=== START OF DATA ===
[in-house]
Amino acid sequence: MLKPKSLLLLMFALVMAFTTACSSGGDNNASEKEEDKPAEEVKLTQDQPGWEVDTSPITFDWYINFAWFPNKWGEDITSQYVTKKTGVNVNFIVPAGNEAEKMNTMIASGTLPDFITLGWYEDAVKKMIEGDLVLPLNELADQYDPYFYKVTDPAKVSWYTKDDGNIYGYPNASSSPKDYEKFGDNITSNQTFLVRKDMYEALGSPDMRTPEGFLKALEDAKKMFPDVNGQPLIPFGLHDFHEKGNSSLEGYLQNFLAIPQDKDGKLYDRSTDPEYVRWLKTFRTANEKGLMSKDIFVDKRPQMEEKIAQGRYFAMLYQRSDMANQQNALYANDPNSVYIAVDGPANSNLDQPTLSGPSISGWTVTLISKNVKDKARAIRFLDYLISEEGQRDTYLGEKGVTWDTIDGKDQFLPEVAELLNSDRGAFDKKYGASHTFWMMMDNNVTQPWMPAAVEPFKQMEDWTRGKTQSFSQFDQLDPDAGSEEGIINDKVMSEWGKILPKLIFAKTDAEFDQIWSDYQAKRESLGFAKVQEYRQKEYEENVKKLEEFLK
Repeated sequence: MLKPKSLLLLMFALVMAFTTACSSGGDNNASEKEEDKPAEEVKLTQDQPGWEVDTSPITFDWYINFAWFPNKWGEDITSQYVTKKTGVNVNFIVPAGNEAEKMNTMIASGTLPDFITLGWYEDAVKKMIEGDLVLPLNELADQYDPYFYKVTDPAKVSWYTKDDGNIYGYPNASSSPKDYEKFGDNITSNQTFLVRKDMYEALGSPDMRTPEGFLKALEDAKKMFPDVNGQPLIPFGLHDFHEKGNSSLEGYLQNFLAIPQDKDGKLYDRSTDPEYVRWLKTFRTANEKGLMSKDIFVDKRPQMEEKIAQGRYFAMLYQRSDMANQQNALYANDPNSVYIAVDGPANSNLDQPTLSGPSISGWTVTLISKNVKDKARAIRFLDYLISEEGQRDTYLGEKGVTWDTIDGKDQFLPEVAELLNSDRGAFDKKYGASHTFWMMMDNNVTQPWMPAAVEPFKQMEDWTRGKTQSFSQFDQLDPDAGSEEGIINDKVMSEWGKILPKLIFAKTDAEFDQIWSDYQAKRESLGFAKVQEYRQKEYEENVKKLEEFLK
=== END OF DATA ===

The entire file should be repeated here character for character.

[in-house]
Amino acid sequence: MLKPKSLLLLMFALVMAFTTACSSGGDNNASEKEEDKPAEEVKLTQDQPGWEVDTSPITFDWYINFAWFPNKWGEDITSQYVTKKTGVNVNFIVPAGNEAEKMNTMIASGTLPDFITLGWYEDAVKKMIEGDLVLPLNELADQYDPYFYKVTDPAKVSWYTKDDGNIYGYPNASSSPKDYEKFGDNITSNQTFLVRKDMYEALGSPDMRTPEGFLKALEDAKKMFPDVNGQPLIPFGLHDFHEKGNSSLEGYLQNFLAIPQDKDGKLYDRSTDPEYVRWLKTFRTANEKGLMSKDIFVDKRPQMEEKIAQGRYFAMLYQRSDMANQQNALYANDPNSVYIAVDGPANSNLDQPTLSGPSISGWTVTLISKNVKDKARAIRFLDYLISEEGQRDTYLGEKGVTWDTIDGKDQFLPEVAELLNSDRGAFDKKYGASHTFWMMMDNNVTQPWMPAAVEPFKQMEDWTRGKTQSFSQFDQLDPDAGSEEGIINDKVMSEWGKILPKLIFAKTDAEFDQIWSDYQAKRESLGFAKVQEYRQKEYEENVKKLEEFLK
Repeated sequence: MLKPKSLLLLMFALVMAFTTACSSGGDNNASEKEEDKPAEEVKLTQDQPGWEVDTSPITFDWYINFAWFPNKWGEDITSQYVTKKTGVNVNFIVPAGNEAEKMNTMIASGTLPDFITLGWYEDAVKKMIEGDLVLPLNELADQYDPYFYKVTDPAKVSWYTKDDGNIYGYPNASSSPKDYEKFGDNITSNQTFLVRKDMYEALGSPDMRTPEGFLKALEDAKKMFPDVNGQPLIPFGLHDFHEKGNSSLEGYLQNFLAIPQDKDGKLYDRSTDPEYVRWLKTFRTANEKGLMSKDIFVDKRPQMEEKIAQGRYFAMLYQRSDMANQQNALYANDPNSVYIAVDGPANSNLDQPTLSGPSISGWTVTLISKNVKDKARAIRFLDYLISEEGQRDTYLGEKGVTWDTIDGKDQFLPEVAELLNSDRGAFDKKYGASHTFWMMMDNNVTQPWMPAAVEPFKQMEDWTRGKTQSFSQFDQLDPDAGSEEGIINDKVMSEWGKILPKLIFAKTDAEFDQIWSDYQAKRESLGFAKVQEYRQKEYEENVKKLEEFLK